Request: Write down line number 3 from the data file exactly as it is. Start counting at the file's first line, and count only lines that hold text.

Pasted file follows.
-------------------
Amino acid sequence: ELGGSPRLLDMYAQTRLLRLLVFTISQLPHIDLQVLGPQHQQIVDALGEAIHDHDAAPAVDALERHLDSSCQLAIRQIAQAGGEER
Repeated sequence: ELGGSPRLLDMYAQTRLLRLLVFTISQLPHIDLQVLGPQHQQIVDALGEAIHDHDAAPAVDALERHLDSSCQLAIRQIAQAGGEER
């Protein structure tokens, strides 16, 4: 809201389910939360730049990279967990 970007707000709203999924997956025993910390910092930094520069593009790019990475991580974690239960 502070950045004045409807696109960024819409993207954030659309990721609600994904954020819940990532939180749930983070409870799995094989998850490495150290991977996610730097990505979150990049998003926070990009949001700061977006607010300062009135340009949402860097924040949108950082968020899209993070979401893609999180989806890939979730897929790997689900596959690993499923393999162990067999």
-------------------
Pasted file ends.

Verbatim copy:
């Protein structure tokens, strides 16, 4: 809201389910939360730049990279967990 970007707000709203999924997956025993910390910092930094520069593009790019990475991580974690239960 502070950045004045409807696109960024819409993207954030659309990721609600994904954020819940990532939180749930983070409870799995094989998850490495150290991977996610730097990505979150990049998003926070990009949001700061977006607010300062009135340009949402860097924040949108950082968020899209993070979401893609999180989806890939979730897929790997689900596959690993499923393999162990067999």